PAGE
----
Fuel hedging is a standard practice for most airlines to protect against the high volatility of one of their most important costs. As prices soared in 2008, Southwest was hailed for saving $3.5 billion through prescient hedging.
But US Airways hasn’t hedged for two years, the only major airline to take the strategy, execs said at a Platts Conference. So far the strategy has paid off during a period of low volatility.
Refusal to hedge amounts to a bearish call on fuel, and US Airways is considering remaining unhedged going forward.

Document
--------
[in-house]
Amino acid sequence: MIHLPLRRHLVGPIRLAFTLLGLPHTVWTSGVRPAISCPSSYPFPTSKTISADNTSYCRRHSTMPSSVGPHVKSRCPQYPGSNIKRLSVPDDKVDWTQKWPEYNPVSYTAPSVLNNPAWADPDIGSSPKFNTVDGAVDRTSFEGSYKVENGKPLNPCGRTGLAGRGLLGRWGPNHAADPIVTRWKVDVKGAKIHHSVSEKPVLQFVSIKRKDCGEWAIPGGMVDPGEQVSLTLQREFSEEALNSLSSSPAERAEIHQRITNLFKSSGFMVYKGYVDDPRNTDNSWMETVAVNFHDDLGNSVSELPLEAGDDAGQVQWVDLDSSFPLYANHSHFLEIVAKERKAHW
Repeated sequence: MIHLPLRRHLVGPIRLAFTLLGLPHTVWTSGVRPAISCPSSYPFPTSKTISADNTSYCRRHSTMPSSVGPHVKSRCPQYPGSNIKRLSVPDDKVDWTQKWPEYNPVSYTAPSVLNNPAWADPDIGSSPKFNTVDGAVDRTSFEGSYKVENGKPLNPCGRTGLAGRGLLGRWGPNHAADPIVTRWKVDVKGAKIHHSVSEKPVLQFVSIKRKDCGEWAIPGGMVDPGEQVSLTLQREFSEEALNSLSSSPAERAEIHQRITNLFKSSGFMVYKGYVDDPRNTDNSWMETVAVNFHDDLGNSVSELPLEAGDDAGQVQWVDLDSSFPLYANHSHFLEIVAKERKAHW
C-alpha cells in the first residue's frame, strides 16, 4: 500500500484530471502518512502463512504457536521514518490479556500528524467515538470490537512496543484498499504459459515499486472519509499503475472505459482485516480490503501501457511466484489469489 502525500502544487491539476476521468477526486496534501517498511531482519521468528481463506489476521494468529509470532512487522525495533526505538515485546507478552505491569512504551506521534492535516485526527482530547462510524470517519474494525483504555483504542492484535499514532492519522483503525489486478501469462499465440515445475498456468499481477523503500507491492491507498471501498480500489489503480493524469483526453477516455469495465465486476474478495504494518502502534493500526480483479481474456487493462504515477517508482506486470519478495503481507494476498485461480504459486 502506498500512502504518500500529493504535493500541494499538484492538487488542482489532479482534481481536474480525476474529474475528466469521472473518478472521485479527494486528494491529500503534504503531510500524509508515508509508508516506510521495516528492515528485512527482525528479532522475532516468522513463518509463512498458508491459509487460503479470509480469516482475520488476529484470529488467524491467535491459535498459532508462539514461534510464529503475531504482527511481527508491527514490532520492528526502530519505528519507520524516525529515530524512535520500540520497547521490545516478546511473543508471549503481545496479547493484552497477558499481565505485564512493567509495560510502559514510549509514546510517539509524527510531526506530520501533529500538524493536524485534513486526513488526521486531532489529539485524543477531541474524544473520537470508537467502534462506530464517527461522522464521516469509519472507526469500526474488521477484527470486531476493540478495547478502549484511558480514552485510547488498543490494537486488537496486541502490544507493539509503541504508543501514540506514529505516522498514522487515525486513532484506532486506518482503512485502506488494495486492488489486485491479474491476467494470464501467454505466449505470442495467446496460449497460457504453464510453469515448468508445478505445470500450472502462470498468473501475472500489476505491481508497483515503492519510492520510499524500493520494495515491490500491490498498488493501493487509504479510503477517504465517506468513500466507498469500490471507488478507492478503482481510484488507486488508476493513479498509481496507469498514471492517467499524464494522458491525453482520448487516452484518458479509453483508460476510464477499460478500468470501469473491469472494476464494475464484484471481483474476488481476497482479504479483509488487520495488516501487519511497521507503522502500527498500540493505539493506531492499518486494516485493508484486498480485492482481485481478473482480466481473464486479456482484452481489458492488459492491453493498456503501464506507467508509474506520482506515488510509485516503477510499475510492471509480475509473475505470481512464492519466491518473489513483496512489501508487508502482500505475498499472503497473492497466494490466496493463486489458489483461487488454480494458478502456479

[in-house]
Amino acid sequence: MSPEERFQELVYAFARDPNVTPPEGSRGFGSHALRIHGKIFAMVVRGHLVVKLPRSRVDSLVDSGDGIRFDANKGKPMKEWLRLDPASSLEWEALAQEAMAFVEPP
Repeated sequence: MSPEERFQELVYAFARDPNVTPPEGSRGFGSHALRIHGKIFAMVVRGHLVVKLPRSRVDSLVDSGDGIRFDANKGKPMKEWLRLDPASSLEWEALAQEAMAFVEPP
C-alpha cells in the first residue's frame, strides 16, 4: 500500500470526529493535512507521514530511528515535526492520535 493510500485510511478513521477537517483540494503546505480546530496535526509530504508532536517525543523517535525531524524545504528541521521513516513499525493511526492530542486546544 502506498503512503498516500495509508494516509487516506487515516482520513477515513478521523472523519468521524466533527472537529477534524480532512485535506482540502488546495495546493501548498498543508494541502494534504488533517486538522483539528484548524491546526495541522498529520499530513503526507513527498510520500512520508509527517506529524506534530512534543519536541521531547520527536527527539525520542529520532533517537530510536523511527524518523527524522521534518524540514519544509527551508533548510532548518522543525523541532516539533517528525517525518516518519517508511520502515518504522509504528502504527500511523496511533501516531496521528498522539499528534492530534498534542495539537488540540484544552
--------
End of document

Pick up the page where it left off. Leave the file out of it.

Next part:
[Fuel director Michael Baer] questioned the idea that hedging is something that should always be pursued, noting that Southwest Airlines — which he did not mention by name, only in thinly-disguised references — was practically worshiped solely because of its hedging prowess during the runup in prices that peaked in mid-2008. Hedging is speculation, according to Baer; so is not hedging.
The company may switch away from that strategy, but Baer said a company that at its peak made only $427 million has to be careful about tying up too much cash in a hedging strategy. Options, in particular, can be expensive.
So does US Air know something we don’t know about fuel demand in 2011?
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